Thursday, 28 May 2009

Why Write a Novel?

The first question I hear is "what's it about?" The second is "Why did you write it? Why in god's name take so much time and effort to write so many words, that no-one will probably read anyway?" Good question.

To answer, I'll start by paraphrasing something I once read by Stephen King - 'Every novel or story already exists. It is the author's job to merely uncover it'. Like a fossil, I guess. It took me a while to understand fully what Stephen King meant by that comment, but I think, three novels later, I'm close to grasping it.

The process of a novel begins with a tiny glimpse of an idea. Something that may work. Over the next few weeks, months, I would, when my mind had time to wander, let it settle on the growing spot of the idea. Maybe I would make some notes, maybe I would do some research, maybe I would try and write a plan. This would invariably fail. At that early stage, any effort to solidify my ideas would be like an archaeologist digging for a fossil, whilst only knowing which country the fossil is to be found. I tried to write the first chapter of Russalka before I was ready, and it was a laborious and awful affair, abandoned after two miserable evenings.

At some stage though, out of the blue, the fully formed story suddenly appears. For Russalka it happened whilst walking into town one day, listening to the Arcade Fire on my ipod. In a flash, the full story was suddenly there, in my head, a film condensed into a one second flash, every scene downloaded in prefect order and reason. The characters I had been considering either manifested fully, or evaporated into the character graveyard. The settings, the scenes, the detail, the feel of the novel, all wrapped around my idea like a jealous fog. All the themes I had considered connected in one coherent picture, and I finally saw the novel. I'd finally discovered where to dig.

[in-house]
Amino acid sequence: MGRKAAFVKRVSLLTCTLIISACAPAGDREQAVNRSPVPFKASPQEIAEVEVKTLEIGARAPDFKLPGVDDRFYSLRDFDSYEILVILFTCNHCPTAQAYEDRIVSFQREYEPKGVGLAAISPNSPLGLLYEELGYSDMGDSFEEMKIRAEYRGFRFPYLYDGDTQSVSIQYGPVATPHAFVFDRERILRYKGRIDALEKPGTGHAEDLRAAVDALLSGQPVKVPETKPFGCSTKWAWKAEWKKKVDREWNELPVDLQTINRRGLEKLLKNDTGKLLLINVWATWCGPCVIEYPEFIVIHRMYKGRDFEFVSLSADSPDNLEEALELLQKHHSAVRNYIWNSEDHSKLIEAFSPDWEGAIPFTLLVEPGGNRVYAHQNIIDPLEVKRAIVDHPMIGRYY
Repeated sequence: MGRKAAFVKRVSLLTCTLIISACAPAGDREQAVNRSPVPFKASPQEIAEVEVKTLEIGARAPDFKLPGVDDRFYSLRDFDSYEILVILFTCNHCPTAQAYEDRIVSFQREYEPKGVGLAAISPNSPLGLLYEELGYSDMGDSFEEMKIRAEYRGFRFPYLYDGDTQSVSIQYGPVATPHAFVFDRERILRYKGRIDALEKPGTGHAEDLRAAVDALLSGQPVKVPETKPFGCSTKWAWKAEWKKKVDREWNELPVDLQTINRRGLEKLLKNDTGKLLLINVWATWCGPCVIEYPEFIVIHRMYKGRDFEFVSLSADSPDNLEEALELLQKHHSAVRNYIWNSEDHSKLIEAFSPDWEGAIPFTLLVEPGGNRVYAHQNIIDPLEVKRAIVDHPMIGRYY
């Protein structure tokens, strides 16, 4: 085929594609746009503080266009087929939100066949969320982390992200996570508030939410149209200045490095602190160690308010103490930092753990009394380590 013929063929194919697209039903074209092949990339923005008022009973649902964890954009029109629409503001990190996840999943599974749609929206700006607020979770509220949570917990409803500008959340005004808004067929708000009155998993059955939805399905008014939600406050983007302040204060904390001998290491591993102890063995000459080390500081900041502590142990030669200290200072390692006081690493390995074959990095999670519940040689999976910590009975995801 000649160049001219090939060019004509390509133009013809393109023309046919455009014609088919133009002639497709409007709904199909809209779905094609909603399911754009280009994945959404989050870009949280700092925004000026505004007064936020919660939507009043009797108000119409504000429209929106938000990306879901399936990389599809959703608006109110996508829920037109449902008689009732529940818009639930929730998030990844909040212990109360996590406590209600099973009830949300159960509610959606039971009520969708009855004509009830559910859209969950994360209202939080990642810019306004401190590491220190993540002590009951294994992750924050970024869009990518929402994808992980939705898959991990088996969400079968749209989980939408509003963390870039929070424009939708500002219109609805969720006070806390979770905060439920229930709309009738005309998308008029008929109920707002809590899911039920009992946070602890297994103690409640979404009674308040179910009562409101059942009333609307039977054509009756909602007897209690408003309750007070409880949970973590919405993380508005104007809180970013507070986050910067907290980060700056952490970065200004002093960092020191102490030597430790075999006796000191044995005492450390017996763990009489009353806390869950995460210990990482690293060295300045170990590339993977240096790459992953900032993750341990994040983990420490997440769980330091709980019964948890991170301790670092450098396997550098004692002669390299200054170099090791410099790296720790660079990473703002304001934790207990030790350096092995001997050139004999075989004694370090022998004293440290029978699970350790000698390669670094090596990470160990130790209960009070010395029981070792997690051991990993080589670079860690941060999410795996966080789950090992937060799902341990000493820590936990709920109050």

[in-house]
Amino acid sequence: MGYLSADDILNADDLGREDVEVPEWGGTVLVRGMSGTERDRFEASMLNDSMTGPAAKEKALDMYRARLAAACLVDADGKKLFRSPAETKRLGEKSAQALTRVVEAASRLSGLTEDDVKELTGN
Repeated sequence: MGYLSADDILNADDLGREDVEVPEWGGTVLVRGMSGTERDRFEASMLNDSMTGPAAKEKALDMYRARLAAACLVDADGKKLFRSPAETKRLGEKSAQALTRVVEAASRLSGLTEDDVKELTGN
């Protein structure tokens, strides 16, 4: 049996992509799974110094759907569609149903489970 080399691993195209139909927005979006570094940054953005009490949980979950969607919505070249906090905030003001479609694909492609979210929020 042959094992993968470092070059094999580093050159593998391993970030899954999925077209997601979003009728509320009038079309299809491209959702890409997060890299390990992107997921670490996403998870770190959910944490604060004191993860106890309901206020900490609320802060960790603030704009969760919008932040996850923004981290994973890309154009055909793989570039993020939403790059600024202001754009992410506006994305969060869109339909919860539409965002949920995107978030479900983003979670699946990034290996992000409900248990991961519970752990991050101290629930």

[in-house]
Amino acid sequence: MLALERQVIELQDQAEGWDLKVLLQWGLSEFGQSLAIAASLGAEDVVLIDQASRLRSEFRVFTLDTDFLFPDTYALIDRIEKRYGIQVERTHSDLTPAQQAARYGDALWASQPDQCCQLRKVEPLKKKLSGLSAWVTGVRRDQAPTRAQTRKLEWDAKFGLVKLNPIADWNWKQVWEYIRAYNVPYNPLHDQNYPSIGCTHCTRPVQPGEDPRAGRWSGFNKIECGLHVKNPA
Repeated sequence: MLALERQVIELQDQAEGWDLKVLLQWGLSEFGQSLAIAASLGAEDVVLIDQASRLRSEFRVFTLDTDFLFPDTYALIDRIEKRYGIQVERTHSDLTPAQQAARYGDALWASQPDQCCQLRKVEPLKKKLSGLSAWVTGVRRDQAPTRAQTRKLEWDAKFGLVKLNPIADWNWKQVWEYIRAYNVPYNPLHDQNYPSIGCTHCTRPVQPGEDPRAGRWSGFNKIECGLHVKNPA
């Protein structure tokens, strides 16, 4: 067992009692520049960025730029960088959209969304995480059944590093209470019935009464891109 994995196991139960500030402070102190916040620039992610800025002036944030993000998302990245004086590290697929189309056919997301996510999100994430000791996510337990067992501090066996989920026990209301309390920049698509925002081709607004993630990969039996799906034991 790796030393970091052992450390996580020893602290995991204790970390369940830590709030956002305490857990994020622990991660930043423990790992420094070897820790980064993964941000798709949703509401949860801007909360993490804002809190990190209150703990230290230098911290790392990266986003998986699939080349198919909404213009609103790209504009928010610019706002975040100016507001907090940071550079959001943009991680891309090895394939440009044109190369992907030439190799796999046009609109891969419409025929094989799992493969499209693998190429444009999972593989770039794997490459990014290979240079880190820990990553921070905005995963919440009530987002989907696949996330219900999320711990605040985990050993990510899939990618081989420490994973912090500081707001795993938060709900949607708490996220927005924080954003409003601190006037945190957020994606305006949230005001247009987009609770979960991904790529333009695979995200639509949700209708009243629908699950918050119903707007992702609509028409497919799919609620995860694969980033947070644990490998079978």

That's what Stephen King meant (disclaimer - for me anyway :-)). The weeks and months of weaving of various ideas and schemes were fashioned impeccably by my subconscious, or muse, if you prefer to retain a mystical approach to writing. It was ready. And once a novel is ready, it has to be written. It's rather inconvenient writing a novel, but it's more inconvenient to ignore it. There comes a point when you have to write the damn thing.

That's why.

1 comment:

  1. Interesting concept. I like most writers have several ideas germination for novels or books. I have a couple partially written. Time that is the problem. However as I get more ideas I jot them down and keep it all in one place. The reason I write is for my own self-satisfaction. If someone wants to read it so much the better.